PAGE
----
They say that the pen is mightier than the sword. This is one of those examples where that saying is true.
For those of you who are children of the eighties, the Beastie Boys have probably touched your lives, or at the very least, your ears. An iconic hip hop act with a Hall of Fame career that has spanned three decades thus far, the Beastie Boys have given us many classic songs such as “(You Gotta) Fight for Your Right (To Party),” “No Sleep Til Brooklyn,” and “Sabotage.” Sadly, one of the members of the Beastie Boys, Adam “MCA” Yauch, recently passed away of cancer, leaving behind his wife, daughter and an estate of approximately $6.4 million.
Fortunately, Mr. Yauch had the foresight to put together an estate plan to allow his loved ones to easily carry out his wishes in the event of his passing. However, he made a mistake which may cost his estate dearly. Regrettably, Mr. Yauch decided to take pen to paper and amend a portion of his will. Now, Mr. Yauch is not alone in making this mistake. Clients often cross out sections of their estate documents or write additional notes in the margins, much to the chagrin of their estate attorneys. The main reasons why clients are typically discouraged from engaging in such independent editing are 1) clients may not be aware of the unintended consequences of their amendment and 2) clients may not be able to draft an amendment which clearly reflects their true intent. I hope that Mr. Yauch’s situation will serve as a real life example as to why it is generally best to consult with your attorney if you are considering making changes to your estate plan.
In the case of Mr. Yauch, his attorneys drafted him a will with the following provision:
“Notwithstanding anything to the contrary, in no event may my image or name be used for advertising purposes.”
This is not an atypical clause for a celebrity.
However, Mr. Yauch, interlineated an additional handwritten phrase so that the will now reads:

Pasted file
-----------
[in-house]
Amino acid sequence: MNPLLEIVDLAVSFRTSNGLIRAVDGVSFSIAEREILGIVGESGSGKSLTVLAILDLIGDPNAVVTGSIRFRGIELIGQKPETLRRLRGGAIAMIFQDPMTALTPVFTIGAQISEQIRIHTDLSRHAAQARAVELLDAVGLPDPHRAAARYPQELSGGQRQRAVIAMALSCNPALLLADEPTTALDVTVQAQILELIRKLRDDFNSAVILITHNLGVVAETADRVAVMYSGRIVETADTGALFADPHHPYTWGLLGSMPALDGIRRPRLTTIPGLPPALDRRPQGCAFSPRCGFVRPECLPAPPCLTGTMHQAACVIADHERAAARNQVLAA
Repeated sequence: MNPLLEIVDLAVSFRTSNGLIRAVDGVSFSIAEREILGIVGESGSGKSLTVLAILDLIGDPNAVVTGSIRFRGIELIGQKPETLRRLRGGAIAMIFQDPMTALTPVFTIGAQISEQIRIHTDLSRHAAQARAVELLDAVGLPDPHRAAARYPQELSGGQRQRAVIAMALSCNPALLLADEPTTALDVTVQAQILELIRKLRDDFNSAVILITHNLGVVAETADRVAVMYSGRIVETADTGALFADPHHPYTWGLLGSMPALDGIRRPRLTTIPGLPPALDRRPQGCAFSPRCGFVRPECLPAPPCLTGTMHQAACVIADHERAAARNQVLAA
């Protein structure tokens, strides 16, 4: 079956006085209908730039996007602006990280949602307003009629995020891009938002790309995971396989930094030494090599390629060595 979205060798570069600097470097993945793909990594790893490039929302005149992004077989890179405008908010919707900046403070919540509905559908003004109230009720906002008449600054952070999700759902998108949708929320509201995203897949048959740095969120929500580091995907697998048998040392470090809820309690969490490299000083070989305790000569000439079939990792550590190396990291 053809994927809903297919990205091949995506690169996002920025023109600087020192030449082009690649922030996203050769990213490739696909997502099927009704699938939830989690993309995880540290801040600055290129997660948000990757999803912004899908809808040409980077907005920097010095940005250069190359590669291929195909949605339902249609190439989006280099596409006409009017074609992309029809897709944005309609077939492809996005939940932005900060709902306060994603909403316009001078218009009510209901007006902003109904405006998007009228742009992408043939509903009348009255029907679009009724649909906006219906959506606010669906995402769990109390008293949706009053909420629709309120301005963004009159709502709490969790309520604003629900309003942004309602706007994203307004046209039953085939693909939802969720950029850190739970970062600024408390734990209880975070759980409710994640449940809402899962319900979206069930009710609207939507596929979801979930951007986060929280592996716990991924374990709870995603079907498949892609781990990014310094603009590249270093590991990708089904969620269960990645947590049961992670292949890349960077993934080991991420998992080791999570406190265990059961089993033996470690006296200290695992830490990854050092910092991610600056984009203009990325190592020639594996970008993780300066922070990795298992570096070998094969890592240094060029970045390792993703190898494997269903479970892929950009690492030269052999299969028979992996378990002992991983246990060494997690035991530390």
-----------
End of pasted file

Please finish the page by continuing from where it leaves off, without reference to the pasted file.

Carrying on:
“Notwithstanding anything to the contrary, in no event may my image or name or any music or any artistic property created by me be used for advertising purposes.”
The original clause was meant to protect the use of Mr. Yauch’s image and name, otherwise referred to as his publicity rights, which according to New York State Law, are protected for 70 years after his death. However, by editing his will, Mr. Yauch raises a whole new host of copyright issues which will likely be litigated over many years to come.
Unlike publicity rights, which are regulated by state law, copyrights are regulated by the federal government. According to the United States Copyright Act, as the creator of a musical, artistic or other creative work, Mr. Yauch has the exclusive right to publish, sell and control the use of his work. After his passing, this same right is then represented by his estate. Of the numerous copyright issues his estate must confront, the most prominent is the true intent of his amendment. Did he mean for this amendment to apply only to works solely created by him? Or did it include works he created with others or in his capacity as a member of the Beastie Boys? How broadly did he consider the term “advertising?” Should this include promotional marketing for the Beastie Boys Greatest Hits Album or is this limited to marketing for large corporations like Coca-Cola or Pepsi? These issues will most likely take years of litigation to resolve.
Had Mr. Yauch brought up these issues to his attorneys, they could have properly determined his intent and drafted language which specifically laid out exactly what he wanted, while taking into account the various wrinkles in the law which would have an affect on his estate. This way, Mr. Yauch could have had his wishes represented while avoiding unnecessary litigation and making sure that any other unintended adverse consequences were eliminated.
Brian Y. Chou, Esq. is an estate planning attorney based in Southern California at the Law Firm of Barth Calderon, LLP